Lead with care
Lead with care
Can an elaborate employment branding strategy be successful if managers suck? Probably not, which is why leadership is closely linked to successful employment branding and employee relationships. The implications for any business are potentially far-reaching.
Talent, says HR Future Publisher Alan Hosking, resides in the top 20% of a company’s employees who, by their skills, knowledge, experience and attitude, generate 80% of the company’s revenue.
“They want to work in companies that enjoy good standing in the community, in the marketplace and in the eyes of its employees, so that they can talk about their employer with pride,” says Hosking. “Consequently, they are not attracted to companies which do not have a strong employer brand.”
While South African business are slowly waking up and implementing employment branding strategies, these are still centred on how managers view the business (and their own management skills) rather than how current and future employees view it. The first step towards effective employee branding seems to be assessing the people management skills of management.
Hosking agrees, saying there’s no way incompetent management can create a reputable employer brand. “Essentially, while management creates the strategy to strengthen the employer brand, its success is in the eye of the employee. The employer brand has to be seen to be good by the employees, not the employers,” says Hosking. “Unfortunately, incompetent employers believe their own lies. The employees have a better chance of seeing the true state of things.”
Sadly, the human resources function in many companies today seems to have very little to do with building people up and a lot to do with controlling them. Etsko Schuitema, author of Leadership – The Care and Growth Model, suggests the mechanical metaphors we use to describe business (’If all parts of the system work, then the machine makes money’) make us overlook the fact that people are more than just parts of the system.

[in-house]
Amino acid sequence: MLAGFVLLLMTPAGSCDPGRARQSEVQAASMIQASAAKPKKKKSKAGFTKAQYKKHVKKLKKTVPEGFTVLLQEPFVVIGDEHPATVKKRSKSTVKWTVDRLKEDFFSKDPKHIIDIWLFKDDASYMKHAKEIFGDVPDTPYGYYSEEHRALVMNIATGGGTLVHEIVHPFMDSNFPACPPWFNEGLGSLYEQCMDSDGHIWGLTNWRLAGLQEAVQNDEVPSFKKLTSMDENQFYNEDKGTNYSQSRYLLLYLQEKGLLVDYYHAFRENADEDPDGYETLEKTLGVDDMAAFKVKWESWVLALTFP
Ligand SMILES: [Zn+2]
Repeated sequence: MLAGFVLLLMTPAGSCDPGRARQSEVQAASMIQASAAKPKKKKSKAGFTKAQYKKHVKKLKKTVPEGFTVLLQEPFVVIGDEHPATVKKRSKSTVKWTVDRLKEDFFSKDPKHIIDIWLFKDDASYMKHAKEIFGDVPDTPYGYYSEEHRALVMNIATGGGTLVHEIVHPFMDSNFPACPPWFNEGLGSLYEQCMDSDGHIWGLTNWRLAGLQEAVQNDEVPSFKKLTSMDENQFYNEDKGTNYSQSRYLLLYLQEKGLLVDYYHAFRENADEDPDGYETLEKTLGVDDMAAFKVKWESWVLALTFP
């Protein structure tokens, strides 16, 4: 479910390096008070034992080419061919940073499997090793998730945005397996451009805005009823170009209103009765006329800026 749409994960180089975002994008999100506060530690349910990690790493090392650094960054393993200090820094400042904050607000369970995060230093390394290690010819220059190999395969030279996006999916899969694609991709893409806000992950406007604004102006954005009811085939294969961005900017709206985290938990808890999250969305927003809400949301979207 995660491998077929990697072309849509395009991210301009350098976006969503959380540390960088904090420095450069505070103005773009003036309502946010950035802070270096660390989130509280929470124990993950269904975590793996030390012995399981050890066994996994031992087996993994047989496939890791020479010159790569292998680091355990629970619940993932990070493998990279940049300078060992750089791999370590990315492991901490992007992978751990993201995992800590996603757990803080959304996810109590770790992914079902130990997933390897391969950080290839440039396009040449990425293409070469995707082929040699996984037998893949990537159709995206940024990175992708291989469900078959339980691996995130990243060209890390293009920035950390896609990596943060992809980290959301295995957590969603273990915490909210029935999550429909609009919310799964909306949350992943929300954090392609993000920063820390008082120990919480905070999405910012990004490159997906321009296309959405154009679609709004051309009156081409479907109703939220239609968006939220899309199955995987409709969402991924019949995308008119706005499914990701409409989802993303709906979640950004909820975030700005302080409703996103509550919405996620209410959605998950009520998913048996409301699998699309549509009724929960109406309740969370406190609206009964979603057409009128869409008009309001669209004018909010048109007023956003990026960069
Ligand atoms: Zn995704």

“We can nurse a mechanistic view of an organisation as much as we like,” writes Schuitema. “The simple fact of the matter is that if the people are not committed to the business, and therefore willing to go the extra mile, we do not have a sustainable enterprise.”
Some companies are getting it right. Hosking says Investec has such a good employer brand that they don’t have to advertise positions – they have quality candidates approaching them for work and they can afford to pick the best. Mark Gray, of marketing and human resources firm Graylink, also points to Outsurance and RMB as positive examples. “They’ve successfully integrated their corporate and employer branding efforts, linking their people directly to the success of their businesses and saying to the market ‘we respect those that work for us’,” says Gray.
What are people looking for in a company when they seek a new employer? Gray believes needs change from audience to audience. Often age (and generation) has a large part to play. “When you’re just out of college looking for your first job, things like travel and experience are top of your agenda,” says Gray. “For those with families and a large mortgage, security might be of greater importance. The trick for any employer is to map what attractive things (value propositions) they can authentically offer with those things the target audience actually values/ wants/ needs.”
Leadership, or the lack thereof, helps define every aspect of a business. Schuitema argues for the importance of leadership in empowering employees through genuine care (about them, not just the stock price) and the creation of growth opportunities and empowerment (less control, not more).
Companies that understand that employees are not simply a cost but a credit to the business are better positioned to release the full value their people bring. This ultimately is what makes or break an employment brand and a business.